This week has been a bad one for America’s food companies, as everything from ground beef to walnuts are being recalled.
BBQ beware: Nearly 2M pounds of ground beef could be contaminated
Officials say a Detroit-based business is recalling about 1.8 million pounds of ground beef products sold for restaurant use in as many as nine states that may be contaminated with the bacteria E. coli.
The U.S. Department of Agriculture’s Food Safety and Inspection Service says the recall affects Wolverine Packing Co. products, produced between March 31 and April 18. They were shipped to distributors in Massachusetts, Michigan, Missouri, and Ohio.
Packages bear the establishment number “EST. 2574B” and will have a production date code in the format “Packing Nos: MM DD 14″ between “03 31 14″ and “04 18 14.” The Food Safety and Inspection Service says 11 cases of illness have been identified.
Literally tons of hummus is being recalled for listeria fears
assachusetts prepared foods manufacturer Lansal Inc, commonly known as Hot Mama’s Foods, said it would voluntarily pull hummus and dip products sold at Target, Trader Joe’s and other retailers, the administration said.
Lansal launched the recall of about 14,860 pounds of hummus after a single 10-ounce container of Target Archer Farms Traditional Hummus surveyed by the Texas Department of Health tested positive for listeria, the administration said.
Listeria monocytogenes can lead to serious, even fatal, infections especially in young children, the elderly and those with weakened immune systems. Infections can have particularly harmful effects for pregnant women, including miscarriage and stillbirths.
Oh nuts! Walnuts recalled
St. Louis-based Sherman Produce Co said it would begin recalling 241 cases of bulk walnuts, after a recent routine sampling of the product purchased by stores in Missouri and Illinois revealed traces of listeria, the FDA said in a statement.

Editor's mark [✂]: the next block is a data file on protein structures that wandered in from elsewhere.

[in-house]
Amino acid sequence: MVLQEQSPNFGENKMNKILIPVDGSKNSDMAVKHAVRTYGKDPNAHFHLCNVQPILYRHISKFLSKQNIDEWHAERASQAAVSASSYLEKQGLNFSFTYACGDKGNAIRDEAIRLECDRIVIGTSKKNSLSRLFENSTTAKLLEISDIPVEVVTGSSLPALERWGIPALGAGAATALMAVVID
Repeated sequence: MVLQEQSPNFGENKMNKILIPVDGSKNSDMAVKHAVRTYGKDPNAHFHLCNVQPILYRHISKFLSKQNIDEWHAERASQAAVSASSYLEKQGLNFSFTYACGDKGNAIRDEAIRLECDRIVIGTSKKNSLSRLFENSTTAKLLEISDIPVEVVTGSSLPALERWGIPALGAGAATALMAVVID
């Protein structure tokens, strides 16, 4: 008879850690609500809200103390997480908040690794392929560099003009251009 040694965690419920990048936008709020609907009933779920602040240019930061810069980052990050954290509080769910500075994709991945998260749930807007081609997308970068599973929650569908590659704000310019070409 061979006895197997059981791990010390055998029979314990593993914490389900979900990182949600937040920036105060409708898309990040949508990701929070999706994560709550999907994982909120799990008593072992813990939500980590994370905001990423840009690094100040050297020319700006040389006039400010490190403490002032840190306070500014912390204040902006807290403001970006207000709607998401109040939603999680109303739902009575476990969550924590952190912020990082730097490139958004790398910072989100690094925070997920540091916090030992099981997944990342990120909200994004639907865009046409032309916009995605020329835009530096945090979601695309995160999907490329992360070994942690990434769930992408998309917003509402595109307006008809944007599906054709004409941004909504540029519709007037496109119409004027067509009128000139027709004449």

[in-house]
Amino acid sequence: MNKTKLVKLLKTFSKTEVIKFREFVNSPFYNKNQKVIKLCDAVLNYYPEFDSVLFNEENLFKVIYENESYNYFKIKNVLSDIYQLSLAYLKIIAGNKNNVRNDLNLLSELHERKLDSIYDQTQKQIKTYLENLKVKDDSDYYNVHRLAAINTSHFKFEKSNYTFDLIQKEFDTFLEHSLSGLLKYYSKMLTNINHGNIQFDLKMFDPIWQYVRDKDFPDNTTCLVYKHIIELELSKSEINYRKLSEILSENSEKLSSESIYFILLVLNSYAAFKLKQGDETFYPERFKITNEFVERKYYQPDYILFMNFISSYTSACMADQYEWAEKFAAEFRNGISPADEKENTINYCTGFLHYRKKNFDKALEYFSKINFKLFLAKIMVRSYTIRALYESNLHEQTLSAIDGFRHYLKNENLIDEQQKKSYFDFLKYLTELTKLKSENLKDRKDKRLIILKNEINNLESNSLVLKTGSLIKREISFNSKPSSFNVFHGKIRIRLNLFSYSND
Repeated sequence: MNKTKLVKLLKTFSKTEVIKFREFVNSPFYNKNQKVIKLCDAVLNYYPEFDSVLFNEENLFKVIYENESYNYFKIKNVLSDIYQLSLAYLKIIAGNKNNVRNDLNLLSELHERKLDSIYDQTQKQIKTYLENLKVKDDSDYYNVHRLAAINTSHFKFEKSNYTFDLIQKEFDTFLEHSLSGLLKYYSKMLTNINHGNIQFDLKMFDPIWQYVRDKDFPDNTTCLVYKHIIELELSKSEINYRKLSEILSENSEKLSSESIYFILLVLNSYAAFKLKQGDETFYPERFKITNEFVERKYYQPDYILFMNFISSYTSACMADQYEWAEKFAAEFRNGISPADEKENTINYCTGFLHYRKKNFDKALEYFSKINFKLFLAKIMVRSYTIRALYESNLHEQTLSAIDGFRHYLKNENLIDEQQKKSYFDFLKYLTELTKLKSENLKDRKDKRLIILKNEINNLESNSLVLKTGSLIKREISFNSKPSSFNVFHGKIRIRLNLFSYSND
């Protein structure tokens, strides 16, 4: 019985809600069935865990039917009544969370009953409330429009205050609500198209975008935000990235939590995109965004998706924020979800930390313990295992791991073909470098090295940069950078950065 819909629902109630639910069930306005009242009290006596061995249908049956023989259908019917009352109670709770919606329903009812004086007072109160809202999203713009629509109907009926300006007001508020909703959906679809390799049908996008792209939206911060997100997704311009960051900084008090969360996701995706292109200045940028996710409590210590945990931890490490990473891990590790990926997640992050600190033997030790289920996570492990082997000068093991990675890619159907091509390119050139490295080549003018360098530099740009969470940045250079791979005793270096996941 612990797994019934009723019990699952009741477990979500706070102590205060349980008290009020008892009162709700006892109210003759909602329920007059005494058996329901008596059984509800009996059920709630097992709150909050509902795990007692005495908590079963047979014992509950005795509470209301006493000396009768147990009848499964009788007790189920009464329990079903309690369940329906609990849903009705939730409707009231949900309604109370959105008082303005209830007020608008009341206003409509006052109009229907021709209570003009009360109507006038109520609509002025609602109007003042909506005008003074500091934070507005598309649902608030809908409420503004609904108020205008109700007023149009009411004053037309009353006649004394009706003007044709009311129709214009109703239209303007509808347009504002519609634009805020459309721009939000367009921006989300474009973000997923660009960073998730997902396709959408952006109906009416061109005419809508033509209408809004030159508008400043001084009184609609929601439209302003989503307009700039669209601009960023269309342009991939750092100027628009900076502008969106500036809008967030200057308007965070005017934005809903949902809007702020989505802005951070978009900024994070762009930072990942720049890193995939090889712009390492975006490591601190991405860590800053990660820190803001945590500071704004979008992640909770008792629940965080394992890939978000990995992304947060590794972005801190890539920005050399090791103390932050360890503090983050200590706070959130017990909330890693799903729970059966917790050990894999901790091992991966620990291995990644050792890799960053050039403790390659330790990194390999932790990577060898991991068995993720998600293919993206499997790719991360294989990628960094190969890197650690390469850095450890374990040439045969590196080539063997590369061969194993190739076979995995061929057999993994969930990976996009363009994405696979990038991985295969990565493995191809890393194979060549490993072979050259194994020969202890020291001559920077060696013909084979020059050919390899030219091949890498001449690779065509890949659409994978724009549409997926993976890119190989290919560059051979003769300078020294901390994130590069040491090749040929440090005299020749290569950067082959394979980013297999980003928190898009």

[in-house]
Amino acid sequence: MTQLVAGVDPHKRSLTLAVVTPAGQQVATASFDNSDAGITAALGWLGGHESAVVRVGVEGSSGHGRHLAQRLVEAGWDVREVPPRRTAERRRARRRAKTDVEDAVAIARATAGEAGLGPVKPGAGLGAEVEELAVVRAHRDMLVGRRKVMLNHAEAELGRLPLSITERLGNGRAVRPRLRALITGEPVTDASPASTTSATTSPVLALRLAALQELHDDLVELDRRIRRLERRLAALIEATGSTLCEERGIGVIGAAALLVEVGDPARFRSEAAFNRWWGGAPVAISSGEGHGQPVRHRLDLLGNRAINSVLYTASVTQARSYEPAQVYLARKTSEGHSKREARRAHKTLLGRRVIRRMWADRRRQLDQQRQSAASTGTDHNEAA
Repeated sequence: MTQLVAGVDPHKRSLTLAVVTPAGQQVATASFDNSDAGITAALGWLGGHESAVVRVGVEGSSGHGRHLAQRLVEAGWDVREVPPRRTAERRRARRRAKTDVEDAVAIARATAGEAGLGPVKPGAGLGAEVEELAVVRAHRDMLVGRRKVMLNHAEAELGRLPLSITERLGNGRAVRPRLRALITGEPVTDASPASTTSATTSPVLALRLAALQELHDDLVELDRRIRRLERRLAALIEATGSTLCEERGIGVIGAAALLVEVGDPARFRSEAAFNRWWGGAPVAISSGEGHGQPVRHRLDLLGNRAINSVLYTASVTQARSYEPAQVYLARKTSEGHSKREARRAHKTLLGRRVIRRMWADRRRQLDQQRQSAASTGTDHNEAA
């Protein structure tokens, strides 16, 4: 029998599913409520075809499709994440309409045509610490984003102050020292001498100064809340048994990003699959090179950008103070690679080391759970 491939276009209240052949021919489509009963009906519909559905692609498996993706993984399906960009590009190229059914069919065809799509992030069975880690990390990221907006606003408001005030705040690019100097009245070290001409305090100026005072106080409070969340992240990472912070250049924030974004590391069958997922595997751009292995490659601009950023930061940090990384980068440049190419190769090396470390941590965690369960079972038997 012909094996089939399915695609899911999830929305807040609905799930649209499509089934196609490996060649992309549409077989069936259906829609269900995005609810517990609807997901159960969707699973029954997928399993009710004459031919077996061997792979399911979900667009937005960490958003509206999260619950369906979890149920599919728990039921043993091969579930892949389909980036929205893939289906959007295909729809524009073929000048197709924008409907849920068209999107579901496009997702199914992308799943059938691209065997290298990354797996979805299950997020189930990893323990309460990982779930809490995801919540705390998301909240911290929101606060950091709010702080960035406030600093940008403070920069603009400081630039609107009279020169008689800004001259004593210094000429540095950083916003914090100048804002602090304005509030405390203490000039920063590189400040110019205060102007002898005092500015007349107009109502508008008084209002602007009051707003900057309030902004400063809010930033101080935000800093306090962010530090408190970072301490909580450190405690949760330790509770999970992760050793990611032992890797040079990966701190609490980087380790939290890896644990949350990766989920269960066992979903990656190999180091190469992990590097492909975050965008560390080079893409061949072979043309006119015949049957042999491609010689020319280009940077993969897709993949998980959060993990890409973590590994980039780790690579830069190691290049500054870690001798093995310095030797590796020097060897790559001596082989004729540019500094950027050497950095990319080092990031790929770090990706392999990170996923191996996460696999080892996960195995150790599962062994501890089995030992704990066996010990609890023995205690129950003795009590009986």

No illnesses tied to the Sherman Produce walnuts have been reported, the FDA said.
The agency urged purchasers of the products to “dispose of them or return them to the place of purchase for a full refund.”
E.coli outbreak linked to sprouts
U.S. health officials are investigating a multi-state E.coli outbreak linked to raw clover sprouts that have sickened as many as 10 people, half of whom required hospitalization, the Food and Drug Administration said on Thursday. No deaths have been reported.
As of May 21 there were seven confirmed and three probable cases of E. Coli illnesses, three in Idaho and seven in Washington state, the FDA said.
The FDA said it was investigating the outbreak in conjunction with the Centers for Disease Control and Prevention and state and local officials. The outbreak has been linked to raw clover sprouts from Evergreeen Fresh Sprouts LLC of Moyie Springs, Idaho.
“We are moving quickly to learn as much as possible and prevent additional people from becoming ill,” the FDA said in a statement. “We recognize that people will be concerned about this outbreak, and we will continue to provide updates and advice.”
Health officials said the sprouts were eaten in sandwiches at several food outlets in Washington and Idaho, including Jimmy John’s Gourmet Sandwiches in King and Spokane counties in Washington and two Pita Pit locations in Spokane County.
Evergreen also distributed sprouts to other restaurants and some retail grocery stores.
Symptoms of E.coli include diarrhea and abdominal cramps. In severe cases patients can develop a type of kidney failure known as hemolytic uremic syndrome (HUS). So far no cases of HUS have been reported. E.coli are a diverse group of bacteria. The latest outbreak is caused by Shiga toxin-producing E.coli 0121, or STEC 0121.
The complete list of food safety alerts and recalls issued by the USDA can be found at the United State Department of Agriculture website.